The Washington POST recently published a Letter to the Editor by Interfaith Works CEO Courtney Hall addressing misconceptions about people experiencing poverty. Check out his letter below.
As chief executive of an anti-poverty organization, I welcomed Mark R. Rank’s column debunking myths about poverty. At Interfaith Works, we serve more than 17,000 people in Montgomery County annually. They are challenged by homelessness, underemployment, and lack of access to food and clothing. The coronavirus pandemic has made some situations worse. I was struck particularly by one of those myths: Poverty is something that happens to other people. At Interfaith Works, we meet and serve people where they are. They come from all walks of life. Some have struggled with poverty all their lives. For others, it is a new circumstance triggered by unexpected events — the coronavirus, job loss, divorce or health expenses that overwhelmed. No matter how it happened, no one wants to be poor. This raises another myth: Poverty is the result of individual failure. The notion that being poor is someone’s own fault never seems to die. Through our work, we know many people living in poverty hold down two or even three jobs, often with no benefits. Safety net programs can help in a crisis, but navigating the systems can be discouraging or at times nearly impossible. I appreciate The Post spotlighting this topic. We must stop dehumanizing people with labels and start acknowledging that all individuals want a pathway to a stable, hopeful life. And yes, sometimes they need help. We all do.Courtney Hall, Laurel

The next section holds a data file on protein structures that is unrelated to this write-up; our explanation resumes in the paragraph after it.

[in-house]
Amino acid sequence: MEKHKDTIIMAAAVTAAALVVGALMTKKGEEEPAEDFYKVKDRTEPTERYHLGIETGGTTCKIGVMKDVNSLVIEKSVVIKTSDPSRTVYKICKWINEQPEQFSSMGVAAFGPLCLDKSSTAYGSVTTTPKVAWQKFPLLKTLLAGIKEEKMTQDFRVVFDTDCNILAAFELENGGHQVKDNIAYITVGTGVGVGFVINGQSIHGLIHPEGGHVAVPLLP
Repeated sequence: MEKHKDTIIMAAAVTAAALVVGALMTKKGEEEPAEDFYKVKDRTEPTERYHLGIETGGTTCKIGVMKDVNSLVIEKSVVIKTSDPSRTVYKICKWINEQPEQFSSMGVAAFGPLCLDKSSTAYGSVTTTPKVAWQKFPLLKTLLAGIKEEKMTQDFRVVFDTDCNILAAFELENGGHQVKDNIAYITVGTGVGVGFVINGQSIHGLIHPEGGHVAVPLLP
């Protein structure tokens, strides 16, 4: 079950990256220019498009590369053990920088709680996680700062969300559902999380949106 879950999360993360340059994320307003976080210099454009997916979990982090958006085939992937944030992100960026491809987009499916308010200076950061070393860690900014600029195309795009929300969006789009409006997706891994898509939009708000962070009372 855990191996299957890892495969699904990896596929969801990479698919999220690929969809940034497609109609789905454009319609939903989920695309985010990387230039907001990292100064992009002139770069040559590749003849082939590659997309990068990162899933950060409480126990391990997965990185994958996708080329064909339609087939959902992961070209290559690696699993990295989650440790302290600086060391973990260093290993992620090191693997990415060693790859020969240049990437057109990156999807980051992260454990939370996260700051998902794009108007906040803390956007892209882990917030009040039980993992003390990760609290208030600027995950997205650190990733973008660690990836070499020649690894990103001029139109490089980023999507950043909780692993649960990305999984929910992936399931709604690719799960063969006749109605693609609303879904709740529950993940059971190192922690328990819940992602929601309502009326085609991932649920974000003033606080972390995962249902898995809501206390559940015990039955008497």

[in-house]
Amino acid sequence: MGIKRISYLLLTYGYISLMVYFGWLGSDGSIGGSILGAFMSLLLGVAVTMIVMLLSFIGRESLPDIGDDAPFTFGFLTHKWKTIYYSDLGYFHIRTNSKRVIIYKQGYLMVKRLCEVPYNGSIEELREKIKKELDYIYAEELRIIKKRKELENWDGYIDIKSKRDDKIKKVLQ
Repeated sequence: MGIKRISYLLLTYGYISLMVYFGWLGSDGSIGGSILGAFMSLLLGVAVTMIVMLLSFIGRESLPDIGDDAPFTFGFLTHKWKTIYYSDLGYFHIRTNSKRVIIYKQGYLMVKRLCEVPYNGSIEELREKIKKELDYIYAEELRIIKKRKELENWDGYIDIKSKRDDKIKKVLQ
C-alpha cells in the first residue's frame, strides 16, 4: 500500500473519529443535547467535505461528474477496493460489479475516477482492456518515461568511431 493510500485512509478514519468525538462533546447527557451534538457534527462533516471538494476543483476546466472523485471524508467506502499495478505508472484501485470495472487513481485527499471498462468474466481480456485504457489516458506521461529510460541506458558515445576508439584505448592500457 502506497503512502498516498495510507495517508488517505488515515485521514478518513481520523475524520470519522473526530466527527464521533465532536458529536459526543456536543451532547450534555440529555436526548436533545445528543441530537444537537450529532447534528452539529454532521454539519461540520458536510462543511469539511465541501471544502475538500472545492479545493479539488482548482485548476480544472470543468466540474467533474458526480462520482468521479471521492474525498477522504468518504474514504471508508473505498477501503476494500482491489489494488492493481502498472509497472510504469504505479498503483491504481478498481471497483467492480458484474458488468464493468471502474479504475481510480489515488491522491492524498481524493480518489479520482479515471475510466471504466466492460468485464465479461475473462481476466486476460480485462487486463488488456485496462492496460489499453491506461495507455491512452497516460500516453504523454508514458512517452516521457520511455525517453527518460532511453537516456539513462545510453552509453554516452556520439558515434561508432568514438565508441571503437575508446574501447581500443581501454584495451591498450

The writer is chief executive of Interfaith Work